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Creative collaboration

Local artists combine talents to create unique pieces


Cortney Ofstad/Daily Globe

ARTISTS PEG Sandin and Amanda Szot on Monday stand with some of the pieces they collaborated on at the Downtown Art Place in Ironwood. A display featuring the duo’s work will be featured until the end of October.

IRONWOOD — Sometimes collaborations lead to creations and that was the case for local artists Peg Sandin and Amanda Szot.

The duo will display pieces at the Downtown Art Place until the end of October. According to Sandin, some of the pieces came together after Szot found them unfinished.

“I had some unfinished pieces and Amanda finished them for me,” Sandin said. “We used our very favorite things we like to paint and sculpt.”

Some of Sandin’s paintings were of rocks from the shores of Lake Superior. To help finish the pieces, Szot incorporated real rocks and sand, as well as reclaimed wood for framing and beadwork.

Szot called the process “unique,” because it combined more materials than normally used.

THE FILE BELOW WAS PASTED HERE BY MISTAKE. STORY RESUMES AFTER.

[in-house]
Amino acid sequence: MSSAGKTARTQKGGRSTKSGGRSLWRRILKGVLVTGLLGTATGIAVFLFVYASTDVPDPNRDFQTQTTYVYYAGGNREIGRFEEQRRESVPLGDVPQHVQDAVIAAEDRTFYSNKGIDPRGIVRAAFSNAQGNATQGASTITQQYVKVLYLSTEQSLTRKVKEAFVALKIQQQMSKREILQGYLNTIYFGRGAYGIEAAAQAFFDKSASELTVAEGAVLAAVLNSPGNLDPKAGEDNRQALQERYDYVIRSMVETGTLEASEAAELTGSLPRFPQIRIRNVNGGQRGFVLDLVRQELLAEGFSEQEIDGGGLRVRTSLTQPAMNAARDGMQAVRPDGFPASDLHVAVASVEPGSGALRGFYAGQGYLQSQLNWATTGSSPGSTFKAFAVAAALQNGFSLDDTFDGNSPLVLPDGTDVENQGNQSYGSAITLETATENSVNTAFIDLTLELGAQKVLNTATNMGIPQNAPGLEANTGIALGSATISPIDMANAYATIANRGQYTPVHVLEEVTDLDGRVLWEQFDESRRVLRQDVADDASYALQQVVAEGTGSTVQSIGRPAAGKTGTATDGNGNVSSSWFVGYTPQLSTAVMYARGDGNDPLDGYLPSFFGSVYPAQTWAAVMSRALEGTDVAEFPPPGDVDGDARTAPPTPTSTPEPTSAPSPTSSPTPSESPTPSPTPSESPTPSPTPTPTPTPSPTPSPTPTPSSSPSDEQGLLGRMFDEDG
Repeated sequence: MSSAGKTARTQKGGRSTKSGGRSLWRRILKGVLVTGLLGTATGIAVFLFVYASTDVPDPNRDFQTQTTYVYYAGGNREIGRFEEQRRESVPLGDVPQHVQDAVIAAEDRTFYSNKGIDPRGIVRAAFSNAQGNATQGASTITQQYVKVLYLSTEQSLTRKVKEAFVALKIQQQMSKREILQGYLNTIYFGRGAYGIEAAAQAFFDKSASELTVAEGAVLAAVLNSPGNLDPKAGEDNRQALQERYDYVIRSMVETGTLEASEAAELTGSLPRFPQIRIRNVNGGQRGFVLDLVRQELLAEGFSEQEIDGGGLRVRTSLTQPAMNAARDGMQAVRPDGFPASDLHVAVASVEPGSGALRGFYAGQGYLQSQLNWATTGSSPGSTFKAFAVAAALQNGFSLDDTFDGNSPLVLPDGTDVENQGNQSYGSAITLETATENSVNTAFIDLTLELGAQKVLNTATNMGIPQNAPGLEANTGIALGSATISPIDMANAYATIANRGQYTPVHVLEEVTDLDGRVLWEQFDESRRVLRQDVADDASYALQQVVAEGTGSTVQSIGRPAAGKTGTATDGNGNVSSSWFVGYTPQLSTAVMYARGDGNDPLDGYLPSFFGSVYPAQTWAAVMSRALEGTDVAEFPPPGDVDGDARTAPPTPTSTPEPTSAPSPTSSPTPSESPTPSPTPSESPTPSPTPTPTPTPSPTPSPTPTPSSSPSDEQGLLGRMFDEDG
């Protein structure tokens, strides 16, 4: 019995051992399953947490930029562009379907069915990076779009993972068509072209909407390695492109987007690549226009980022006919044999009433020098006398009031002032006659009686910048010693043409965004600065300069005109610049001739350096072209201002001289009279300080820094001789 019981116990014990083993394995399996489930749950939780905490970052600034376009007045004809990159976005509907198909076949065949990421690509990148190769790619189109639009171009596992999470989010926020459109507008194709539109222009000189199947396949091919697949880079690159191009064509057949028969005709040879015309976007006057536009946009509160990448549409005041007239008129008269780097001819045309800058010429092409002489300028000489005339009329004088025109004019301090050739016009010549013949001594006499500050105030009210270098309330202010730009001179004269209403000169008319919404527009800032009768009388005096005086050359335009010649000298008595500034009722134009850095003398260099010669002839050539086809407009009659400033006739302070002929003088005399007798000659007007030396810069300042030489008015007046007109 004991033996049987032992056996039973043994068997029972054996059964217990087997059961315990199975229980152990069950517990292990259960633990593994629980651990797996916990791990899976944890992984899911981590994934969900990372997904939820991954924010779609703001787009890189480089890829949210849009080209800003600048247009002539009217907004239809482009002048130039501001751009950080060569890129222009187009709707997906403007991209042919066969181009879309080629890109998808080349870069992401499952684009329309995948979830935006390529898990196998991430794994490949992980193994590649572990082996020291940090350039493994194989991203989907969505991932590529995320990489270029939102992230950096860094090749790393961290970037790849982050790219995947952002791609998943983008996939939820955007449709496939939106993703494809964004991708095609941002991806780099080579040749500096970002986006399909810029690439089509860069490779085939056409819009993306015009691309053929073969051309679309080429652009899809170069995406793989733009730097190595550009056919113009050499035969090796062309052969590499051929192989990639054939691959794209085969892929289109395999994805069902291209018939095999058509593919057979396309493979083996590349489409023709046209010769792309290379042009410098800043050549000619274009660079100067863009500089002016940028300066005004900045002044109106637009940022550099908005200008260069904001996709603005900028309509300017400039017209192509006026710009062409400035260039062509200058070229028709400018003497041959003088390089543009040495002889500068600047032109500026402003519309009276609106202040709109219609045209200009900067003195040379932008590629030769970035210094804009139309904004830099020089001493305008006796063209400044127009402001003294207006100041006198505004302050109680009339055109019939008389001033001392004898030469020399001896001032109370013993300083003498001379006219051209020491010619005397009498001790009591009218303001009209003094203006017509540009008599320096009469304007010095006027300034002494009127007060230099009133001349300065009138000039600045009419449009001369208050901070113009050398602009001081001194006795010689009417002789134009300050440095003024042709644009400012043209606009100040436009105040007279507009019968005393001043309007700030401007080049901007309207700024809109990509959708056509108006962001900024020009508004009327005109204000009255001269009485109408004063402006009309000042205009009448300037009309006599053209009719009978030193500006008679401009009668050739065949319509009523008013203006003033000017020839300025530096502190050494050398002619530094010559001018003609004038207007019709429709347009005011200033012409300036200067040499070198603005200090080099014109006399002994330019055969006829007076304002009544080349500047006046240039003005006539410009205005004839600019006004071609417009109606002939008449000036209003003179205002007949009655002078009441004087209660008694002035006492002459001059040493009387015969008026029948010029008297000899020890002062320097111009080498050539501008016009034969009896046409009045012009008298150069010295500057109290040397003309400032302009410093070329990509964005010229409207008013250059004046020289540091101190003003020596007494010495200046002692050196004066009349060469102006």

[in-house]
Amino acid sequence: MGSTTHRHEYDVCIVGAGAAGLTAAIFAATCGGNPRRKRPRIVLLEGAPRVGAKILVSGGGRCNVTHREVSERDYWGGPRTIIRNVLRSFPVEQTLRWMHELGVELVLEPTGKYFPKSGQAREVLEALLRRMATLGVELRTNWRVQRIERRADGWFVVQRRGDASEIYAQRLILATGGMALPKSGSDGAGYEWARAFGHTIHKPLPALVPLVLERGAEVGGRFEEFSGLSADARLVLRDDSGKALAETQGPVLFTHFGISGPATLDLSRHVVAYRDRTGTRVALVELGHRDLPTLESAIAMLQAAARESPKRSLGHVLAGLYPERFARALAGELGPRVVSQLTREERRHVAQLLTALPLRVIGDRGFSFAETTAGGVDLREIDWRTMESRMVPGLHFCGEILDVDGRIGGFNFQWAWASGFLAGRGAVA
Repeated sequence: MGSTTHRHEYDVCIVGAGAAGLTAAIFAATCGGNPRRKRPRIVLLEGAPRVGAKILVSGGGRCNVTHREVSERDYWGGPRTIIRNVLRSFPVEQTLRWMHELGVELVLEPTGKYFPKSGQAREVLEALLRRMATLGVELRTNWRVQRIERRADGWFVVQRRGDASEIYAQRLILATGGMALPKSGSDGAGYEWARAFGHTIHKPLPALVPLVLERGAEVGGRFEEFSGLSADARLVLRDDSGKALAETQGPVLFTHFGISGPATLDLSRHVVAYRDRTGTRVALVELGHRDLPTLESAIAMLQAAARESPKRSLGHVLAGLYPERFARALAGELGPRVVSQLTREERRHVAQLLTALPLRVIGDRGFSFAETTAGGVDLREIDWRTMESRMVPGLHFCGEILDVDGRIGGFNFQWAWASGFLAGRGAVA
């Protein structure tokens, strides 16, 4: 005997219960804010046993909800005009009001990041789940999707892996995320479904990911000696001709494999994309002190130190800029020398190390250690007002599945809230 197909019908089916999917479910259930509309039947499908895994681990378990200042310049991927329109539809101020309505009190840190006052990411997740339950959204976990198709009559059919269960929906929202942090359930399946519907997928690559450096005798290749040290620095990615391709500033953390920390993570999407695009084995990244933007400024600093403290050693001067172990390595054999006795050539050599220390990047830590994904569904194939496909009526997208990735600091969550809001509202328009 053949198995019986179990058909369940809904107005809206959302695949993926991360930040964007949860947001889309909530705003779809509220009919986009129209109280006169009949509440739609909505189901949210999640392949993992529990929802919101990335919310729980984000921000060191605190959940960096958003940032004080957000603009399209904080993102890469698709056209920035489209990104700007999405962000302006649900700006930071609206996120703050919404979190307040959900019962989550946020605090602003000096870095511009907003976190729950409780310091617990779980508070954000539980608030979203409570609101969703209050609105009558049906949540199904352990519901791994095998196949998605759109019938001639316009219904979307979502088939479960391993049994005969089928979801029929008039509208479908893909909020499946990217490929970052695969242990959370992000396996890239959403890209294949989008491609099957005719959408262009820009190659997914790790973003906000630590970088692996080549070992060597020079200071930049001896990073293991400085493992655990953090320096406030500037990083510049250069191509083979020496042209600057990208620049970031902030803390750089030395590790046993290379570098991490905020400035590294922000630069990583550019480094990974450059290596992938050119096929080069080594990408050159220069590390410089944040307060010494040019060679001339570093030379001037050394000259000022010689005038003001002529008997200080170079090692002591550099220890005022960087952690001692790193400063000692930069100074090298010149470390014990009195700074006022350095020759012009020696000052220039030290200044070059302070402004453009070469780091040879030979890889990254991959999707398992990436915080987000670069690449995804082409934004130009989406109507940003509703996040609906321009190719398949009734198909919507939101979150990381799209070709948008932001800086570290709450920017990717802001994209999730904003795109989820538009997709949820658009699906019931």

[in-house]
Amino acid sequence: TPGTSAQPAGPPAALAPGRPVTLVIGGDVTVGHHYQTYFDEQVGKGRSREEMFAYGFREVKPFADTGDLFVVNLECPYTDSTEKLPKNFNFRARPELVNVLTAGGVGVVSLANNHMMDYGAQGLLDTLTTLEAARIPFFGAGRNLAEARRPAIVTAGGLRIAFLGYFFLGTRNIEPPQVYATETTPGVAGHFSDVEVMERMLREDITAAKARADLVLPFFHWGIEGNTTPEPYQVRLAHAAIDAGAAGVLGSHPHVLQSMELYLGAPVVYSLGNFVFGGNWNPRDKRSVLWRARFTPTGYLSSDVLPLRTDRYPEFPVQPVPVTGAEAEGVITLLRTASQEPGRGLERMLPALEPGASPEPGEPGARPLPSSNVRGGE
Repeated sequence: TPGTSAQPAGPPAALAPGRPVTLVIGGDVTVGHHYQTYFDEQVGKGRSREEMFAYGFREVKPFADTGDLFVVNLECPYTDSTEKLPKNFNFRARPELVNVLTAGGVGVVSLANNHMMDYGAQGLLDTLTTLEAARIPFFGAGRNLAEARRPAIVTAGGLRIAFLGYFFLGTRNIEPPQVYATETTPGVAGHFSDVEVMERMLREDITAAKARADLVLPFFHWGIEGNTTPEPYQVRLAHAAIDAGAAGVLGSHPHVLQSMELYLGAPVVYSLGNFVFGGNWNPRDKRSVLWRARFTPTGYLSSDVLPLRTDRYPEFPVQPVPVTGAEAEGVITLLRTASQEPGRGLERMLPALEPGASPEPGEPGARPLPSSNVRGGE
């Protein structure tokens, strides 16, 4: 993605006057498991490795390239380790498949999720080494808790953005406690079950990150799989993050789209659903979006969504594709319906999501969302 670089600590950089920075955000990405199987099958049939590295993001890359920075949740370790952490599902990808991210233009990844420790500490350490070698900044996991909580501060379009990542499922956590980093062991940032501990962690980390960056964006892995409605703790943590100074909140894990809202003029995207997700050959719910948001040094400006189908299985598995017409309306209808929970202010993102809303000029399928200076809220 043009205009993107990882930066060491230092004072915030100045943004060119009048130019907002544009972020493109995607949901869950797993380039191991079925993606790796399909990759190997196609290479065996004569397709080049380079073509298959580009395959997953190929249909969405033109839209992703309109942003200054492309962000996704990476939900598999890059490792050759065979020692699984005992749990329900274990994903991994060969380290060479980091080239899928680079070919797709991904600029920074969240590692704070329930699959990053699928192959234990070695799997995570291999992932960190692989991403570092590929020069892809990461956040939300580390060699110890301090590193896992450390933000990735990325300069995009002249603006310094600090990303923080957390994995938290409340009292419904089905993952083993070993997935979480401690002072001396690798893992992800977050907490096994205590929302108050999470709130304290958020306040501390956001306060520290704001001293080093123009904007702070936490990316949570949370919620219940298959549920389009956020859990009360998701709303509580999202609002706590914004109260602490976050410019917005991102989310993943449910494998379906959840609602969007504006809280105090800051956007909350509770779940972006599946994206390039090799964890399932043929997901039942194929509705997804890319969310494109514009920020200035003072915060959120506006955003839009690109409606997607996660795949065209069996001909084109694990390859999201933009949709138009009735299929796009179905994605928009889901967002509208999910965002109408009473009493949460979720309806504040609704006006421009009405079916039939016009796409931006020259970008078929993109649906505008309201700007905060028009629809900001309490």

“With my pieces, I usually use three to four different materials, and a lot of people don’t usually do that because it can be very difficult,” Szot said. “Working with Peg’s paintings added another element and another foundation.”

Parts of the art displays include leaves, acorns, rocks, driftwood and other pieces of wood.

“Finding those pieces is the best part,” Szot said.

For Sandin, the pieces help add something she may have missed. “Amanda sees something that I may have missed and thinks of a collection she has,” Sandin said.

Szot said, “I have pieces that have sat there for years, and when I would see one of her paintings, I knew I had something perfect for it. Peg provided a home for some of these things.”

As for future collaborations, the duo said they would take a little more time to work on pieces than previously.

“This took us two years, but it may be three years the next time,” Sandin said. “That way we can spend more time. We didn’t know what to expect and there is something purposeful about it.”

Another element added to the pieces was music. Sandin said she tried to incorporate music into some of the paintings, and Szot helped “bring it together.”

“We’re both a little wacky, but I believe we see the world in similar ways,” Sandin said.

“Fun ways,” Szot said.

A reception for Szot and Sandin is set for Saturday from 6 to 7:30 p.m. at DAP in downtown Ironwood. Both will speak about the pieces at 6:30 p.m., and the event is open to the public.

For more information on the display, art classes or the gallery, visit


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